The notion of “healthy cognitive aging”—meaning a fade-out of memory and intellect that medical science considers too gentle to bother about—might seem odd, even offensive, to those of us who increasingly forget names and lose car keys. But it’s the best we can hope for, as long as we remain mortal. We can’t win against time and decline, so we aim to lose as slowly as nature allows.
The good news is that healthy cognitive aging is, in a way, getting healthier. Only 30 years ago, many if not most neurologists considered dementia in the elderly to be a normal part of brain aging, and hardly worth trying to treat. (To that generation, “Alzheimer’s disease” was a relatively rare dementia of the middle-aged—as it had been since Alois Alzheimer described the first modern case in 1906.) Now, of course, doctors consider all forms of dementia in the elderly to be abnormally fast forms of decline, and worth treating—especially the most common dementia of the elderly, known as late-onset Alzheimer’s. In contrast, they consider the age-related cognitive decline that happens without neurodegenerative disease to be a much slower process, more in tune with the decline of the rest of the body.
The bad news is that cognitive decline in the elderly does occur and is quite noticeable even in the absence of Alzheimer’s and any other diagnosed disease. “Virtually no area of the brain is fully spared from the effects of aging,” says Anders Martin Fjell, a cognitive aging researcher at the University of Oslo.
But there’s more good news: Researchers are starting to delve into the mechanisms of this “healthy,” “normal” cognitive decline—and as they do, they are starting to talk about slowing or reversing this decline with therapies.
Alzheimer’s: still a big factor in the aging brain
Part of the task of understanding normal cognitive aging is to separate it from abnormal cognitive aging, which often means Alzheimer’s. But even if cognitive aging and Alzheimer’s are different in principle, in practice they are easily confused—because Alzheimer’s dementia seems to become almost inevitable as the brain grows older and frailer. After age 65 the prevalence of Alzheimer’s doubles every 5-6 years; more than half of people over 90 have the disorder.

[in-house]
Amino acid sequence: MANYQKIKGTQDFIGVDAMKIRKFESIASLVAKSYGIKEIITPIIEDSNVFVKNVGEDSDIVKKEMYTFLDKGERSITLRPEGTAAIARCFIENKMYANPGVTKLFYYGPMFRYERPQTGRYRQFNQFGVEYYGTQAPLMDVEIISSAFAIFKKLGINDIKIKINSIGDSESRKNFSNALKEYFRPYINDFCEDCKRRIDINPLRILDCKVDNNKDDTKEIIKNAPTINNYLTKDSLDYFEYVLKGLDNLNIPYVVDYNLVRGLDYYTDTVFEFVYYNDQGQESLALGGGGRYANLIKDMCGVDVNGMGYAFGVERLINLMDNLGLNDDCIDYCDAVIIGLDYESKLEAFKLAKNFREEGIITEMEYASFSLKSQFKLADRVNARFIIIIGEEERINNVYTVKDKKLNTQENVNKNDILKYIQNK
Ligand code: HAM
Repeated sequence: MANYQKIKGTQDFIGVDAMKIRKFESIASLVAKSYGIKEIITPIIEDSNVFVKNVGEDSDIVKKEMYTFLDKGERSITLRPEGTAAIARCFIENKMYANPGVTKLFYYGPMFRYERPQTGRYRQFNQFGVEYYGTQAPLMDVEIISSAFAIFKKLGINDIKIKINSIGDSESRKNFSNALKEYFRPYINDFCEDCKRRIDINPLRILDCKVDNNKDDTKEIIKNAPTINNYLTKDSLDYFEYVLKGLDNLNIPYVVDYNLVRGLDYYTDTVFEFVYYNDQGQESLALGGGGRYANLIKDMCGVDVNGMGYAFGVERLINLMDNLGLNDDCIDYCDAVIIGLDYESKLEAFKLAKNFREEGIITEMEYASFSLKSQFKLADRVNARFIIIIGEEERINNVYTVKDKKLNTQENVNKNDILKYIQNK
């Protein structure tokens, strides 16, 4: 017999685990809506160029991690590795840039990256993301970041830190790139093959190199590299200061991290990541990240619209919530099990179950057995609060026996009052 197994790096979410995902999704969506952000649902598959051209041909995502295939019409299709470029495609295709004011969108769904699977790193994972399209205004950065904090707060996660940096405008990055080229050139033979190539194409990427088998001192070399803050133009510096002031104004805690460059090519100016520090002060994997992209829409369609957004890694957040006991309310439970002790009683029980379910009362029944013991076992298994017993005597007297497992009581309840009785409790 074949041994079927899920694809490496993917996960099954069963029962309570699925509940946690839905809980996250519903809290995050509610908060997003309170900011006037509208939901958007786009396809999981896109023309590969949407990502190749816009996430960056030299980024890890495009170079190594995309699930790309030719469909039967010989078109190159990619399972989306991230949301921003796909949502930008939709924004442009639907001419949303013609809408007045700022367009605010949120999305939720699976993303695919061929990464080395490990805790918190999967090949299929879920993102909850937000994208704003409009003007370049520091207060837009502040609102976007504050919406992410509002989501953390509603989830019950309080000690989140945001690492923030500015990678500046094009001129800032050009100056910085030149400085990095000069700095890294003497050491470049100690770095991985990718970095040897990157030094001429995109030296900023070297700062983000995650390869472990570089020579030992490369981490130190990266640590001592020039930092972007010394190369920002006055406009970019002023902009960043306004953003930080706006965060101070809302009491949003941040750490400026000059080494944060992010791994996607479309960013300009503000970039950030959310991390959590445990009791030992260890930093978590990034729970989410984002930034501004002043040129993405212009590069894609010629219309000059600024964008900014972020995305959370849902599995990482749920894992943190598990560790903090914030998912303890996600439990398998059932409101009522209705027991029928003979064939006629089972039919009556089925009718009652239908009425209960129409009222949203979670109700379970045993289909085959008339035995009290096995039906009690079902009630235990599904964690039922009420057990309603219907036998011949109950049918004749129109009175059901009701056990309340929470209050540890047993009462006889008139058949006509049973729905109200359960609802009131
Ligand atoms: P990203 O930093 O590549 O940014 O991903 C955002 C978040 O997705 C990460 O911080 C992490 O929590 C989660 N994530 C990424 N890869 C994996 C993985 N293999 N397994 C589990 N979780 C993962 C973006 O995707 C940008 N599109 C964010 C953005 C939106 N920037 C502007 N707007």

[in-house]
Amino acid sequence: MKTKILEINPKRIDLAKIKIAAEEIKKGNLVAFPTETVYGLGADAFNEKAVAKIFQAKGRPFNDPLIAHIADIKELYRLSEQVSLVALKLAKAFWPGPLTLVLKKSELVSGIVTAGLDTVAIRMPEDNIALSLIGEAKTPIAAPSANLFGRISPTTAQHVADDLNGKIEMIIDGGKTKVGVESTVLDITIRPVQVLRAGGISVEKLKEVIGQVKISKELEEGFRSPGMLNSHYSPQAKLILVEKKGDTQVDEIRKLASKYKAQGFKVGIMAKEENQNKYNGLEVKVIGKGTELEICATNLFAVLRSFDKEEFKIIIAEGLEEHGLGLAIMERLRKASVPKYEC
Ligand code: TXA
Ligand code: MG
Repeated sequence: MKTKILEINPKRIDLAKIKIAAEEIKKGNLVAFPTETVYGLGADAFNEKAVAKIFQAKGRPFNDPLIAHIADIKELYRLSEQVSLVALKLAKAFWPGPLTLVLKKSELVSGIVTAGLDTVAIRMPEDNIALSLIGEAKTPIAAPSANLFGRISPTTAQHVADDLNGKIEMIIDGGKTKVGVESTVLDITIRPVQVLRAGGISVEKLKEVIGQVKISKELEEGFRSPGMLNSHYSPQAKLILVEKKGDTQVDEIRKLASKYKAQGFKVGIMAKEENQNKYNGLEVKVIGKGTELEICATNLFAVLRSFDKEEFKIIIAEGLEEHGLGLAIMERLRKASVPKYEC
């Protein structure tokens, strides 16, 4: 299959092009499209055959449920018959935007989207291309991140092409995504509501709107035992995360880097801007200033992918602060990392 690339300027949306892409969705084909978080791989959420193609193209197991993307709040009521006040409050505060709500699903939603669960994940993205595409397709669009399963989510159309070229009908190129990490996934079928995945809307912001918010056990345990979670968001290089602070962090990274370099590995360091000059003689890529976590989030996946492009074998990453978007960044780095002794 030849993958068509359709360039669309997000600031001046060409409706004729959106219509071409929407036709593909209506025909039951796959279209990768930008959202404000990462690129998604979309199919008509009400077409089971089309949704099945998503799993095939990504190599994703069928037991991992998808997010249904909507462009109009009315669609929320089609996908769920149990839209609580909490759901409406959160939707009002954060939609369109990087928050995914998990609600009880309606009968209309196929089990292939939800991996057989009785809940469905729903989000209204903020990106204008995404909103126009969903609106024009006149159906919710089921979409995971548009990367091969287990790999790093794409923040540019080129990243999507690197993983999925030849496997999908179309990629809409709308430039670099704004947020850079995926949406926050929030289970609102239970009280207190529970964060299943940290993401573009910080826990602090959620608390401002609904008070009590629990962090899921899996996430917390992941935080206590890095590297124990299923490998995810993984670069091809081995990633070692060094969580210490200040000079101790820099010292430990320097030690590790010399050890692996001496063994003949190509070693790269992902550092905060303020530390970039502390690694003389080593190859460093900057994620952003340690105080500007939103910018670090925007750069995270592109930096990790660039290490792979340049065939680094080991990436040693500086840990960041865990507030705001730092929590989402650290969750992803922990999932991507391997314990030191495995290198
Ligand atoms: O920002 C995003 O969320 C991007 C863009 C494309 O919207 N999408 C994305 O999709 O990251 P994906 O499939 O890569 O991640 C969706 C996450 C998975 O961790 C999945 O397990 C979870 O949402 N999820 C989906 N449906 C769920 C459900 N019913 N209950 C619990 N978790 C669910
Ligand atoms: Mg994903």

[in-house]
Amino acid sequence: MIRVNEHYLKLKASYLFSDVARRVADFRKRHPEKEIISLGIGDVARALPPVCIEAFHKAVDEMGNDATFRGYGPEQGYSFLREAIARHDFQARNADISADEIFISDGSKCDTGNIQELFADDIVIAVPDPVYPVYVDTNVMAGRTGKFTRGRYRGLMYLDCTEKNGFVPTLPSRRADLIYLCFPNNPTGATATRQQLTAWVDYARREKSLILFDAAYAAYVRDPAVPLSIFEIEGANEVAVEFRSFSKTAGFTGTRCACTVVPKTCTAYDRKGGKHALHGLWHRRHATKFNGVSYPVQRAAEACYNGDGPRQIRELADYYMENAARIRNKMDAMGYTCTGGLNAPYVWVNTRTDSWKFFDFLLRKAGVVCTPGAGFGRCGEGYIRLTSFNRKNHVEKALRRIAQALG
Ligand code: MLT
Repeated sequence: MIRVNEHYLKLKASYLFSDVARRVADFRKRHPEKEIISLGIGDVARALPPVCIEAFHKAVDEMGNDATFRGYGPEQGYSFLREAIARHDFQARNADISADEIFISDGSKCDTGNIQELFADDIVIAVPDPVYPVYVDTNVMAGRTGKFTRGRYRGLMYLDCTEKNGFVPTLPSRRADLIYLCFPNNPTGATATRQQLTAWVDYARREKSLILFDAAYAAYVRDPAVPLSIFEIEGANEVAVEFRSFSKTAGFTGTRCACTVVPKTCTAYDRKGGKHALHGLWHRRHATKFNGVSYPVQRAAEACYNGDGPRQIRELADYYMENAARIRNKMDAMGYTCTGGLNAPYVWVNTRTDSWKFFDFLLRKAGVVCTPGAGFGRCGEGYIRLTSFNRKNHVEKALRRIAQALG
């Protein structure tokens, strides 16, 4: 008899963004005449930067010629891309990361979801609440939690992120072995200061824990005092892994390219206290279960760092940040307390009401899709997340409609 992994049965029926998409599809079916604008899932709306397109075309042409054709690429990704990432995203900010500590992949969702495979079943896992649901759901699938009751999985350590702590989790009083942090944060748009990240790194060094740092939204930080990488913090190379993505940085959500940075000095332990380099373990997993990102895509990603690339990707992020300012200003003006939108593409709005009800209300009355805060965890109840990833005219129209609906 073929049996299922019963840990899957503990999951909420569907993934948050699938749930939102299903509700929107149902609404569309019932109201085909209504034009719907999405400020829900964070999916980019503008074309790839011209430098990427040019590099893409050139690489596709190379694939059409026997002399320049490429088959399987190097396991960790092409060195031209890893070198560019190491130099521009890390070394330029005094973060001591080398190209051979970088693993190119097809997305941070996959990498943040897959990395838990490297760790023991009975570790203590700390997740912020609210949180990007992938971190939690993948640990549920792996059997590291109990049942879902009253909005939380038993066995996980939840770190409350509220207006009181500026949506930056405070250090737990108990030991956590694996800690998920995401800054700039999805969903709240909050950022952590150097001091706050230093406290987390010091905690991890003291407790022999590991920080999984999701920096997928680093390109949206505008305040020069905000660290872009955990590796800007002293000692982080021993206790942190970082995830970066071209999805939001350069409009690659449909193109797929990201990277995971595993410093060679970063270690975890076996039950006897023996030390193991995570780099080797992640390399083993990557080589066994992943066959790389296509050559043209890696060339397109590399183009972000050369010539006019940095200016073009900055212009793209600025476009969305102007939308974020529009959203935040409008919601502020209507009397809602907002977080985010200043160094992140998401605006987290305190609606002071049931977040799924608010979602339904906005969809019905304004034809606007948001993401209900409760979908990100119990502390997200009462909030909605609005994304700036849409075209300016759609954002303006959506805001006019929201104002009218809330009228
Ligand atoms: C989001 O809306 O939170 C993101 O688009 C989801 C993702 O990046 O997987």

And that is just for the final, dementia stage of the Alzheimer’s process. Researchers now know that Alzheimer’s usually burns through the brain for a decade or two before the cognitive damage it does becomes severe enough to be called dementia; the number of diagnosed Alzheimer’s dementia cases at any one time represent only a fraction of the total number of Alzheimer’s-impaired brains. In line with this, pathologists have long noted that elderly people who do not have dementia tend to show the classic signs of Alzheimer’s in the brain at autopsy, albeit to a lesser extent—usually—than people who died with diagnosed Alzheimer’s.
There is by now little doubt that the Alzheimer’s process also affects the observed decline in cognitive function of older people who do not (or not yet) have dementia. A study reported in the New England Journal of Medicine in 2009, for example, found that people with a gene variant (apolipoprotein-E4) that increases Alzheimer’s risk show noticeably poorer performance on memory tests, on average, starting in their late 50s, which is about two decades before they were likely to develop dementia. Conversely, a study reported last year in Nature found that Icelanders with a gene variant that drastically lowers Alzheimer’s risk showed a strikingly better cognitive performance on average—suggesting a delay in age-related cognitive decline, again of about two decades—compared with their non-demented elderly compatriots who did not have the mutation.
Slower ways of decline
Some of the biological mechanisms that drive Alzheimer’s may even be the same as those that drive ordinary cognitive aging. “There are molecular pathways and mechanisms of neural plasticity [i.e., capacity for changing connection strengths between neurons] that seem to overlap,” says Carol Barnes, a cognitive aging researcher at the University of Arizona and a member of the Dana Alliance for Brain Initiatives.
Yet Barnes and others think that Alzheimer’s is mostly separate from ordinary cognitive aging. “Alzheimer’s is superimposed on the normal aging process—it is not an endpoint of the process,” she says.